The Dhammapada seems to be regarded as fair game. Not only have rather inaccurate “translations” been done by people who don’t know the Pali language (Anne Bancroft and Thomas Byrom are prominent examples), but now we have someone who wants to liberate the Dhammapada from the Buddha’s meaning and intent altogether.

Fortunately, Shravasti Dhammika, a Buddhist monk for 32 years and the spiritual advisor to the Buddha Dhamma Mandala Society in Singapore,is on the case:

According to the blurb on Tai Sheridan’s The Bare Bones Dhammapada, the original text is “burdened by the stylistic and conceptual dust of the early and middle ages” and this new version “strips the Dhammapada of monasticism, literalness, chauvinism, anachronisms, and concepts of evil, shame, and sensual denial. It presents the path of wisdom as universal truths for a contemporary audience of any gender, lifestyle, or spiritual inclination”. No it doesn’t! All it does is offer cryptic verses, some of which are actually quite poetic, but that in no way reflect either the Buddha’s words or intent.

For example the Buddha of both the Pali Theravada and the Sanskrit Mahayana sutras was disparaging of dancing while Tai Sheridan apparently enjoys it and therefore Dhammapada verse 16 can be rendered as “do good dance joyfully”. Tai loves partying and is convinced the Buddha did too, hence verse 18 can be rendered as “do good throw a party on the path sing and dance.”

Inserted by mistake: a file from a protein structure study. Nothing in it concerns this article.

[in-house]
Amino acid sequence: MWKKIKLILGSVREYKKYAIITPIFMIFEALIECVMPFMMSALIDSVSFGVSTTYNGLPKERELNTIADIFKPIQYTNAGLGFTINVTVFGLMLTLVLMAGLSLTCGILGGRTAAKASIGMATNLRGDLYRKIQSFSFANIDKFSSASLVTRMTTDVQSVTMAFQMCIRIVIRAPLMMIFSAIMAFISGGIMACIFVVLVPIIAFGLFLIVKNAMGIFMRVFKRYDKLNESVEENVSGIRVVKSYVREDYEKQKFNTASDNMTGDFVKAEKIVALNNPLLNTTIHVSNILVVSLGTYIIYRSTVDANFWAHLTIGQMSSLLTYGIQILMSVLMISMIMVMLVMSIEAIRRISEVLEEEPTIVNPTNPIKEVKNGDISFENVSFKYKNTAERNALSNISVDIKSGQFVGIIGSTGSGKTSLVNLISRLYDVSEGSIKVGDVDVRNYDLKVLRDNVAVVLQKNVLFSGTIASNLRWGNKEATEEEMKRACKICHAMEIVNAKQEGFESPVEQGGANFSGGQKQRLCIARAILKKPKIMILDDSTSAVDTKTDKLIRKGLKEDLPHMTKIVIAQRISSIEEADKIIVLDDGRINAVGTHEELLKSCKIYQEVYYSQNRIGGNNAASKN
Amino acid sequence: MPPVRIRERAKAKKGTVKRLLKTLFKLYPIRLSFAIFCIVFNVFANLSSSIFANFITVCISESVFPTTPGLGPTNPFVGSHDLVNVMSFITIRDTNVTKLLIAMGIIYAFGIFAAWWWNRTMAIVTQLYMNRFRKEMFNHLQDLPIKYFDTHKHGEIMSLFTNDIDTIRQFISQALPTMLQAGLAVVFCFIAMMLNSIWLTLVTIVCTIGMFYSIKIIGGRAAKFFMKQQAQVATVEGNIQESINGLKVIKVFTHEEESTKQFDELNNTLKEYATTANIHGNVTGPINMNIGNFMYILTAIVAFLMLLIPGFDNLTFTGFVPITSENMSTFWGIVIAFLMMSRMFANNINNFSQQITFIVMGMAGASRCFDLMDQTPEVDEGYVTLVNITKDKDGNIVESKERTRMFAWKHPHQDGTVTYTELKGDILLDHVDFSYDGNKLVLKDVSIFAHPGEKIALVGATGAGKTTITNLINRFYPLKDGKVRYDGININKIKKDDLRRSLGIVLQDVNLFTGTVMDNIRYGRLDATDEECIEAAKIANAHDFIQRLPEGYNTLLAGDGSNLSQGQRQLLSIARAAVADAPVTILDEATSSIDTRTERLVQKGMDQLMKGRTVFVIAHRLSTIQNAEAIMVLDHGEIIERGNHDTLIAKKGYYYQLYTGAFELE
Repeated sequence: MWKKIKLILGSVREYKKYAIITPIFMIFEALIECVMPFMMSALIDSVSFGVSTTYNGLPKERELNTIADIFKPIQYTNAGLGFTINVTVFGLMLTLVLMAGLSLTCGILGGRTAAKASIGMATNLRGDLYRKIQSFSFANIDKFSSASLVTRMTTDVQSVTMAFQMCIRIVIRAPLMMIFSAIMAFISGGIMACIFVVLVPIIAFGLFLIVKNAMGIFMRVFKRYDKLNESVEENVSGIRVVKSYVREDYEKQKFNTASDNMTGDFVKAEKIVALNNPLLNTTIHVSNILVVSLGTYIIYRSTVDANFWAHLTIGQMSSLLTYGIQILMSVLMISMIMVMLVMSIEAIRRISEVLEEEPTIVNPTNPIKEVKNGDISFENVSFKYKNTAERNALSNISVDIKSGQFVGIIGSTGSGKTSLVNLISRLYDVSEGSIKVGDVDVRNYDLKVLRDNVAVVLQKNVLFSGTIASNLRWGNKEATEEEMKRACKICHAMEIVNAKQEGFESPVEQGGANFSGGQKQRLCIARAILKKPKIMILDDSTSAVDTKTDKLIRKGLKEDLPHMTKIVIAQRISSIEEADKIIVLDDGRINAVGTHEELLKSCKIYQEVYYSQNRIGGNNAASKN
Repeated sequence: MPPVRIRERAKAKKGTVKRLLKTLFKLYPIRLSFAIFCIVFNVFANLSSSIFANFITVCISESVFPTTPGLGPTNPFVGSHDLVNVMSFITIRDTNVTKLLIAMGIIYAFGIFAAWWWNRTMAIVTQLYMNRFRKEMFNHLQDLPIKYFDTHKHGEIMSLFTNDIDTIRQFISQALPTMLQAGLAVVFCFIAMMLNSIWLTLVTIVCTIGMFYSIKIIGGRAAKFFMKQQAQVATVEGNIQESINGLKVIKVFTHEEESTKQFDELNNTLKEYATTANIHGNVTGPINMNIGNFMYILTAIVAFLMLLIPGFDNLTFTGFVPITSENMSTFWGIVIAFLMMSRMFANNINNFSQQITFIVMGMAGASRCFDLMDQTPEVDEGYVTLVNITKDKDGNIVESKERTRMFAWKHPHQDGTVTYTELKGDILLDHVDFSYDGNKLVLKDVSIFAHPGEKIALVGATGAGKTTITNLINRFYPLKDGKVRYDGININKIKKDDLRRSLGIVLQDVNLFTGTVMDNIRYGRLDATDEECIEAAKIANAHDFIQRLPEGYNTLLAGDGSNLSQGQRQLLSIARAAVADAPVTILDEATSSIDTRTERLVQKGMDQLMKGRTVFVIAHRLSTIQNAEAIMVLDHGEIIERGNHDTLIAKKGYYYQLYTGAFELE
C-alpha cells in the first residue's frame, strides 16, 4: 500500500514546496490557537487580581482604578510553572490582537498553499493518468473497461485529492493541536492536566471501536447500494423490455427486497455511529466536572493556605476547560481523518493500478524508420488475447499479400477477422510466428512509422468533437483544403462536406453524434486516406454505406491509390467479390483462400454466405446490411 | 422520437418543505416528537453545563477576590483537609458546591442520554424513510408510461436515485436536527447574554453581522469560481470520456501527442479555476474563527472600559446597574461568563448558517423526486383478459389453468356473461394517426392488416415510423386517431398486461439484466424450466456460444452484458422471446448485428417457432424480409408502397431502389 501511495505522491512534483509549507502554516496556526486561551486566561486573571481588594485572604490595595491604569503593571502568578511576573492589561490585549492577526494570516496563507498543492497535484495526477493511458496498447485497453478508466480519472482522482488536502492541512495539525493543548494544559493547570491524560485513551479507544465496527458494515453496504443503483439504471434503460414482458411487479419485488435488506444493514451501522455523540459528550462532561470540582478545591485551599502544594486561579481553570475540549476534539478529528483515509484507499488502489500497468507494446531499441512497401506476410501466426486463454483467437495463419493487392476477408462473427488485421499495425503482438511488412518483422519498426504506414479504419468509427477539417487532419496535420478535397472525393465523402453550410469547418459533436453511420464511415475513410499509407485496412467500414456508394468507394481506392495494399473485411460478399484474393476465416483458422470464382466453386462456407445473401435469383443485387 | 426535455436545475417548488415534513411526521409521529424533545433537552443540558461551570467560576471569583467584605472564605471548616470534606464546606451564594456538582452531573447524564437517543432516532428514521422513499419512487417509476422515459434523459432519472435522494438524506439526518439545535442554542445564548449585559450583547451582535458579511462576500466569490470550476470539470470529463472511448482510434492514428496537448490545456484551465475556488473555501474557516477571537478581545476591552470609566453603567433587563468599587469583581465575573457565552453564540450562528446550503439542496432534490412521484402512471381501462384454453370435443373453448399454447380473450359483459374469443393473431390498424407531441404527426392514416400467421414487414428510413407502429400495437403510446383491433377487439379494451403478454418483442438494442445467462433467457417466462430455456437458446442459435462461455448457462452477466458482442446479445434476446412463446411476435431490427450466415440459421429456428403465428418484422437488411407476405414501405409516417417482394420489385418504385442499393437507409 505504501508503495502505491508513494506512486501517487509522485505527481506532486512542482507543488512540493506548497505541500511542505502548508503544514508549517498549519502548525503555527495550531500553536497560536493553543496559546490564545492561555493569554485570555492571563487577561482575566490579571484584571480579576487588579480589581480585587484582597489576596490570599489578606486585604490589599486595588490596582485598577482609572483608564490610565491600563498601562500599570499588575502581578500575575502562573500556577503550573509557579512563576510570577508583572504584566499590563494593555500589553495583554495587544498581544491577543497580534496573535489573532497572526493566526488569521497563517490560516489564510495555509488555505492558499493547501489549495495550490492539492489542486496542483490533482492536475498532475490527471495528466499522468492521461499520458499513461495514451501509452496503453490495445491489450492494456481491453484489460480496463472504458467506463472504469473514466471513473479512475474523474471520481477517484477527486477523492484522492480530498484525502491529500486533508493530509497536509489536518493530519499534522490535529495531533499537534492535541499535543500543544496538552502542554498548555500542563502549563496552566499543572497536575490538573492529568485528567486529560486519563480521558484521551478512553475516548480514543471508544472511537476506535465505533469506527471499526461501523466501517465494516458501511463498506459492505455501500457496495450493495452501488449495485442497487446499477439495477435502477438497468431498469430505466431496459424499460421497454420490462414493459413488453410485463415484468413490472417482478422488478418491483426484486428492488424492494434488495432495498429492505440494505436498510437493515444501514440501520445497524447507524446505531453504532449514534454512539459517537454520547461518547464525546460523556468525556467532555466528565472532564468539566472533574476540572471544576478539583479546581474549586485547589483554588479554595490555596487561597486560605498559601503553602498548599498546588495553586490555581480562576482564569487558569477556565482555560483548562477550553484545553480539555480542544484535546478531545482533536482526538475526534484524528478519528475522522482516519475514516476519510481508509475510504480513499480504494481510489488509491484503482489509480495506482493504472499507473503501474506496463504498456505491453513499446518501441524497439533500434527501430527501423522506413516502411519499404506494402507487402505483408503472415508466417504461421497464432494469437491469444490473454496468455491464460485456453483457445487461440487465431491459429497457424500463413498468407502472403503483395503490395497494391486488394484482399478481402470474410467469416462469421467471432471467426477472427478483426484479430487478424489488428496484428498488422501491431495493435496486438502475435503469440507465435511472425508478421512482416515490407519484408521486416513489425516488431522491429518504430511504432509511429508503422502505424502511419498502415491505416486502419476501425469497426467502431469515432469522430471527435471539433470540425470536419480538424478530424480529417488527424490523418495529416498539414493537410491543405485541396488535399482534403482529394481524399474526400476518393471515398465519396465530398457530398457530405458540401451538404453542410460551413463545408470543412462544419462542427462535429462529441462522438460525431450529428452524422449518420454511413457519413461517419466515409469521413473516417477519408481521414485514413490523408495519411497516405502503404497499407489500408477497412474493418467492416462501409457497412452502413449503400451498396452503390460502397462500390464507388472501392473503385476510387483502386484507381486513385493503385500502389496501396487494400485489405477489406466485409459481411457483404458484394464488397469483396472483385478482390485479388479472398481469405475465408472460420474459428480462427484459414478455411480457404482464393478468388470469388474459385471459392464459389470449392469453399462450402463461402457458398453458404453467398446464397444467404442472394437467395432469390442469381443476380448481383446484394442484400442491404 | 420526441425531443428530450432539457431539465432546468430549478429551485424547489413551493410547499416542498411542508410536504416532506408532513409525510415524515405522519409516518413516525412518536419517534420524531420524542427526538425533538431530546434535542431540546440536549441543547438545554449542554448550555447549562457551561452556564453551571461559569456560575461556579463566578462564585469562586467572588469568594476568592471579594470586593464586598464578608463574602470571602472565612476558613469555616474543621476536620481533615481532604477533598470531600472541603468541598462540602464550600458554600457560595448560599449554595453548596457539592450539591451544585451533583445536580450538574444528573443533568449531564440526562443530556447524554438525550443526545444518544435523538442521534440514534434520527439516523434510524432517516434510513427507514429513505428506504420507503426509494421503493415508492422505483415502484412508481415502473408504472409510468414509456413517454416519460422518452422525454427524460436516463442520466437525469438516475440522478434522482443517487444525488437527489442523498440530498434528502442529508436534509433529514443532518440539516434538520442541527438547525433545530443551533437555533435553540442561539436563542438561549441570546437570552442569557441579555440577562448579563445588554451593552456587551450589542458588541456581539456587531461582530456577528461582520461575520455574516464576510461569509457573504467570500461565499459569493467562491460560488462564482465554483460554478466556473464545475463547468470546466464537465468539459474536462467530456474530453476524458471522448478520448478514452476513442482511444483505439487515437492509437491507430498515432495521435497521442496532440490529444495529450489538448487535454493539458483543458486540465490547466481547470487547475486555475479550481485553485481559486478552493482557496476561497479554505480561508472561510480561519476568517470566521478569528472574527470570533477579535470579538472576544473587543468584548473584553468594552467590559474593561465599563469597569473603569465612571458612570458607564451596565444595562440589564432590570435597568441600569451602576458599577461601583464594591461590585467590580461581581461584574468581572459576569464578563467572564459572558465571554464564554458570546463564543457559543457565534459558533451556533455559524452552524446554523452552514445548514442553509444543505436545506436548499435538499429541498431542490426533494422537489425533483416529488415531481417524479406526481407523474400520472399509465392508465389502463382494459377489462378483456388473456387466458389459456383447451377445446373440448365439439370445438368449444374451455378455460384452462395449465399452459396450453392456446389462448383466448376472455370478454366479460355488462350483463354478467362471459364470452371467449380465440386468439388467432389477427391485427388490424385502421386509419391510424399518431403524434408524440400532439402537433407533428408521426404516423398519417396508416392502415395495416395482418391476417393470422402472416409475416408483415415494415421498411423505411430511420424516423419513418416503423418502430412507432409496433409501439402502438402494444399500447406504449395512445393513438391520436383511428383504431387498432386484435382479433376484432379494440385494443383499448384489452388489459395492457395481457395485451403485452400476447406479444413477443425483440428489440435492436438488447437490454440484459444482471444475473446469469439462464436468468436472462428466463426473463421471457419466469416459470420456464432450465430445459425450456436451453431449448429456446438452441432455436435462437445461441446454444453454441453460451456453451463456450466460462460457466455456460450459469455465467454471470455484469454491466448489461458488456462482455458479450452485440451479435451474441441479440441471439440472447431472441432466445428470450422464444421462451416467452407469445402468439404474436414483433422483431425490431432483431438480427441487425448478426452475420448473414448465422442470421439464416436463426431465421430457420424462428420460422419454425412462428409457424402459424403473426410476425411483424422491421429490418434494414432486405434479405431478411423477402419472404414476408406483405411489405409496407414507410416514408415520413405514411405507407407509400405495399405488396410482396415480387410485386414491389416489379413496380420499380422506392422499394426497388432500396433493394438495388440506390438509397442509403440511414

Fake but not fake: the art of storytelling

There’s a story on Wake Up Sydney’s Facebook page. It like this:

It is said that one day the Buddha was walking through a village. A very angry and rude young man came up and began insulting him. “You have no right teaching others,” he shouted. “You are as stupid as everyone else. You are nothing but a fake!”

The Buddha was not upset by these insults. Instead he asked the young man, “Tell me, if you buy a gift for someone, and that person does not take it, to whom does the gift belong?”

The young man was surprised to be asked such a strange question and answered, “It would belong to me, because I bought the gift.”

The Buddha smiled and said, “That is correct. And it is exactly the same with your anger. If you become angry with me and I do not get insulted, then the anger falls back on you. You are then the only one who becomes unhappy, not me. All you have done is hurt yourself.”

I realized that this brings up a scenario that I haven’t addressed, because I haven’t really given it much thought. What you’ve just read is a retelling of a story from the Buddhist scriptures. Here’s the original: